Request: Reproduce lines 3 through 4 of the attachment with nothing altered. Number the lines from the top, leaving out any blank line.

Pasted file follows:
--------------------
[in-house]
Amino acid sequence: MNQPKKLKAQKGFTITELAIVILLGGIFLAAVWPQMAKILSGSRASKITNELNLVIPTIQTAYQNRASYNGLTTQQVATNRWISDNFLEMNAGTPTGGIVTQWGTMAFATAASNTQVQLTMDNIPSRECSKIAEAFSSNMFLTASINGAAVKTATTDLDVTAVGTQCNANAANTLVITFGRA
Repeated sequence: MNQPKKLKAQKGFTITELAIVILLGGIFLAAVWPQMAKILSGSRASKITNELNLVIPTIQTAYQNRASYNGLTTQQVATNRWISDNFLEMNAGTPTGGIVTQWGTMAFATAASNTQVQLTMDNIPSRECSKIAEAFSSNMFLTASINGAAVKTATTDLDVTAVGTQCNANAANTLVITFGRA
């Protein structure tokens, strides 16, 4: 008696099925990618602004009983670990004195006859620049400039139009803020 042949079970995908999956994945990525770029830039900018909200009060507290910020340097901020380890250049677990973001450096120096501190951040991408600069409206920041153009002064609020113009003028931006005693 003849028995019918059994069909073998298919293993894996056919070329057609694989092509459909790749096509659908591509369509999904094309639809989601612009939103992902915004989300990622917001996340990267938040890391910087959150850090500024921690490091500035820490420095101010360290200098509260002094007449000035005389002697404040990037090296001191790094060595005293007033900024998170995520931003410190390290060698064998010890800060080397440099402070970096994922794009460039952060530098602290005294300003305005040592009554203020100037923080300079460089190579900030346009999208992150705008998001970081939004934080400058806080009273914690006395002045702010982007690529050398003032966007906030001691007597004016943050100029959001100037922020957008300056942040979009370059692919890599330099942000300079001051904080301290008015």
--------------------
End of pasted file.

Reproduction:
Repeated sequence: MNQPKKLKAQKGFTITELAIVILLGGIFLAAVWPQMAKILSGSRASKITNELNLVIPTIQTAYQNRASYNGLTTQQVATNRWISDNFLEMNAGTPTGGIVTQWGTMAFATAASNTQVQLTMDNIPSRECSKIAEAFSSNMFLTASINGAAVKTATTDLDVTAVGTQCNANAANTLVITFGRA
């Protein structure tokens, strides 16, 4: 008696099925990618602004009983670990004195006859620049400039139009803020 042949079970995908999956994945990525770029830039900018909200009060507290910020340097901020380890250049677990973001450096120096501190951040991408600069409206920041153009002064609020113009003028931006005693 003849028995019918059994069909073998298919293993894996056919070329057609694989092509459909790749096509659908591509369509999904094309639809989601612009939103992902915004989300990622917001996340990267938040890391910087959150850090500024921690490091500035820490420095101010360290200098509260002094007449000035005389002697404040990037090296001191790094060595005293007033900024998170995520931003410190390290060698064998010890800060080397440099402070970096994922794009460039952060530098602290005294300003305005040592009554203020100037923080300079460089190579900030346009999208992150705008998001970081939004934080400058806080009273914690006395002045702010982007690529050398003032966007906030001691007597004016943050100029959001100037922020957008300056942040979009370059692919890599330099942000300079001051904080301290008015």